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Brain-computer interfaces

Brain-Computer Interfaces: When Computers Can Read Your Mind

Brain-Computer Interfaces: When Computers Can Read Your Mind

The idea of controlling a computer with your mind seems like something out of a sci-fi novel, something that couldn’t possible happen any time soon, but we might be closer to the technology than we think. Brain-computer interfaces, or BCIs, are machines that read the electronic impulses that our brains release, thus knowing what you want and giving it to you immediately – without you having to lift a finger. Clicking on that mouse button could well soon become a thing of the past!

There are many ongoing research projects into just this, and the technology is being developed for a number of different reasons – aiding disability, telepathy, empathy, education, enjoyment, and supplementing human intelligence[1] being just a few. Elon Musk, entrepreneur and founder of Neuralink, a company working towards the development of wireless BCIs, argues that while initially, the technology will be used to treat disabilities and disorders, ultimately it will be used by everyone. “We are,” he says, “about eight to ten years away from this being usable by people with disability”[2].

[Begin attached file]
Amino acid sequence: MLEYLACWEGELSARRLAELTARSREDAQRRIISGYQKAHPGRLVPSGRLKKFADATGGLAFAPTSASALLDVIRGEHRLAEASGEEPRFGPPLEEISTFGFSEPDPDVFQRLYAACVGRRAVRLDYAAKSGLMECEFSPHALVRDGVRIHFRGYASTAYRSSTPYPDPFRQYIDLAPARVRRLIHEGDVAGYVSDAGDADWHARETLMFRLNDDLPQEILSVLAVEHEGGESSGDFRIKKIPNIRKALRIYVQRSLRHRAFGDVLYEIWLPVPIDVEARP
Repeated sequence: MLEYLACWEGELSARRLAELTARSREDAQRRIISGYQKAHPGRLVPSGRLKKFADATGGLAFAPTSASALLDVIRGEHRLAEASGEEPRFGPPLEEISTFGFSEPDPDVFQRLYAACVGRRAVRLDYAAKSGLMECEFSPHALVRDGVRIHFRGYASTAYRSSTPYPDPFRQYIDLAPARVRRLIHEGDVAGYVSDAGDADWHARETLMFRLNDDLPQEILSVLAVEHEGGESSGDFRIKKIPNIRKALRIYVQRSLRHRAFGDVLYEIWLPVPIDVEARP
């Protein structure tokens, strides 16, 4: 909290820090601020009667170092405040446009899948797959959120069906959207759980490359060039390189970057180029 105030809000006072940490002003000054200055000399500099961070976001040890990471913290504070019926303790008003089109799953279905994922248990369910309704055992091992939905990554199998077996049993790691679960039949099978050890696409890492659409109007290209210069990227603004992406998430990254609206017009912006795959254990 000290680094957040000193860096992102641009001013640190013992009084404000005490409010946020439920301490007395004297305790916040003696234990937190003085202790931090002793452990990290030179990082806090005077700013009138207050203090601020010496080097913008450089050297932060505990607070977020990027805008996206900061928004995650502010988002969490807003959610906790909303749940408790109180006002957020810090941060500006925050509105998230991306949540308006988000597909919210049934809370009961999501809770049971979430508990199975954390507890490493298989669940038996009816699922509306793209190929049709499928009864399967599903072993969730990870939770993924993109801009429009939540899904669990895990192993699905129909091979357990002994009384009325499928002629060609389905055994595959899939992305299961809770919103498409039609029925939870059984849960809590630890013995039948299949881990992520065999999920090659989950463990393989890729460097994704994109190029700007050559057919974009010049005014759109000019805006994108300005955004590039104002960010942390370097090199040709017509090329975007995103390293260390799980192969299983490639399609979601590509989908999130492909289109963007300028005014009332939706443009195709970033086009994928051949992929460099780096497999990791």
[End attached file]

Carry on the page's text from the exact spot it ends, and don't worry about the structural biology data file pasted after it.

Old Technology

With comments like that, it may feel like the future is fast approaching, but actually, BCIs are not as new as they seem. It’s based on EEG (electroencephalogram) technology that was first developed by German psychiatrist Hans Berger when he was performing neurosurgery on a 17-year-old in 1924[3]. Berger recorded the electronic signals sent from his patient’s brain in order to produce a picture of it – and this technology is still used today in identifying and diagnosing disorders and abnormalities. By 1973, Jacques Vidal was examining the possibility of using EEG-style signals to carry information from the brain to a computer, and it was him who coined the term ‘brain-computer interface’[4].

There are other examples too. Cochlear implants, for instance, have used exactly this technology since their inception in 1982[5]. They bypass the parts of the ear that don’t work, take the sound waves from the air, turn them into electric signals, and sends them to the auditory nerves[6]. It’s a bit more complicated to do this for visual data, but ultimately, BCIs could do a similar thing for blind people – sending impulses to the brain from a camera, allowing the blind person to ‘see’[7].